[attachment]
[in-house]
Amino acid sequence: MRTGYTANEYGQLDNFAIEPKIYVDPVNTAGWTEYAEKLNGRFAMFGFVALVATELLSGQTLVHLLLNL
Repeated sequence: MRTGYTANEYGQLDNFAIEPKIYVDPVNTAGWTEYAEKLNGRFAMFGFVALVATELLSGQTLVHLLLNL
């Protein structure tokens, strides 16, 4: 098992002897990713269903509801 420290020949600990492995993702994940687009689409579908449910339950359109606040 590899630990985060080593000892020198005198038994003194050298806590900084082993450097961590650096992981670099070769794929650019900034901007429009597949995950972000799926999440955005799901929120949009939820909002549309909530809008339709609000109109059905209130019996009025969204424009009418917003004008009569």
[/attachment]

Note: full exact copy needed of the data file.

[in-house]
Amino acid sequence: MRTGYTANEYGQLDNFAIEPKIYVDPVNTAGWTEYAEKLNGRFAMFGFVALVATELLSGQTLVHLLLNL
Repeated sequence: MRTGYTANEYGQLDNFAIEPKIYVDPVNTAGWTEYAEKLNGRFAMFGFVALVATELLSGQTLVHLLLNL
């Protein structure tokens, strides 16, 4: 098992002897990713269903509801 420290020949600990492995993702994940687009689409579908449910339950359109606040 590899630990985060080593000892020198005198038994003194050298806590900084082993450097961590650096992981670099070769794929650019900034901007429009597949995950972000799926999440955005799901929120949009939820909002549309909530809008339709609000109109059905209130019996009025969204424009009418917003004008009569």